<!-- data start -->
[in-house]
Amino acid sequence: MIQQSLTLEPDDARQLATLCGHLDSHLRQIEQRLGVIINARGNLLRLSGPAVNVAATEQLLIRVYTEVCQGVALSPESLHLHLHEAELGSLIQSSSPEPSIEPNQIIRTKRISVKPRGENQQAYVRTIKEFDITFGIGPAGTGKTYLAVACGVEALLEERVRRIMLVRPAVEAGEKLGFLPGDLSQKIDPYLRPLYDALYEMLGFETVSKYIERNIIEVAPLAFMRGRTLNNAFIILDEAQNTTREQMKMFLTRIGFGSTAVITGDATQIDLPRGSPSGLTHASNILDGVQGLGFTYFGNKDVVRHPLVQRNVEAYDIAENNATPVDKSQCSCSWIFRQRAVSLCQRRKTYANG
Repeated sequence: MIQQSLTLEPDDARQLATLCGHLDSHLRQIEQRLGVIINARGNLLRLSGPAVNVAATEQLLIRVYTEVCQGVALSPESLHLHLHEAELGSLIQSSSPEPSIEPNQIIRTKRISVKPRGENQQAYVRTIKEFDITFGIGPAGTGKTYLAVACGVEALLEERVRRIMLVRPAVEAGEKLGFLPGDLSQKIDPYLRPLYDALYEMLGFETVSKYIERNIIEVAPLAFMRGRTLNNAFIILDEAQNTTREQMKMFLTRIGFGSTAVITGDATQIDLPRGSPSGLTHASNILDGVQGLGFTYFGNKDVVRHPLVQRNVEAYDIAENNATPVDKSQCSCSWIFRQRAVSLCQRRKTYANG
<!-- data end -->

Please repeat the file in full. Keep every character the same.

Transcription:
[in-house]
Amino acid sequence: MIQQSLTLEPDDARQLATLCGHLDSHLRQIEQRLGVIINARGNLLRLSGPAVNVAATEQLLIRVYTEVCQGVALSPESLHLHLHEAELGSLIQSSSPEPSIEPNQIIRTKRISVKPRGENQQAYVRTIKEFDITFGIGPAGTGKTYLAVACGVEALLEERVRRIMLVRPAVEAGEKLGFLPGDLSQKIDPYLRPLYDALYEMLGFETVSKYIERNIIEVAPLAFMRGRTLNNAFIILDEAQNTTREQMKMFLTRIGFGSTAVITGDATQIDLPRGSPSGLTHASNILDGVQGLGFTYFGNKDVVRHPLVQRNVEAYDIAENNATPVDKSQCSCSWIFRQRAVSLCQRRKTYANG
Repeated sequence: MIQQSLTLEPDDARQLATLCGHLDSHLRQIEQRLGVIINARGNLLRLSGPAVNVAATEQLLIRVYTEVCQGVALSPESLHLHLHEAELGSLIQSSSPEPSIEPNQIIRTKRISVKPRGENQQAYVRTIKEFDITFGIGPAGTGKTYLAVACGVEALLEERVRRIMLVRPAVEAGEKLGFLPGDLSQKIDPYLRPLYDALYEMLGFETVSKYIERNIIEVAPLAFMRGRTLNNAFIILDEAQNTTREQMKMFLTRIGFGSTAVITGDATQIDLPRGSPSGLTHASNILDGVQGLGFTYFGNKDVVRHPLVQRNVEAYDIAENNATPVDKSQCSCSWIFRQRAVSLCQRRKTYANG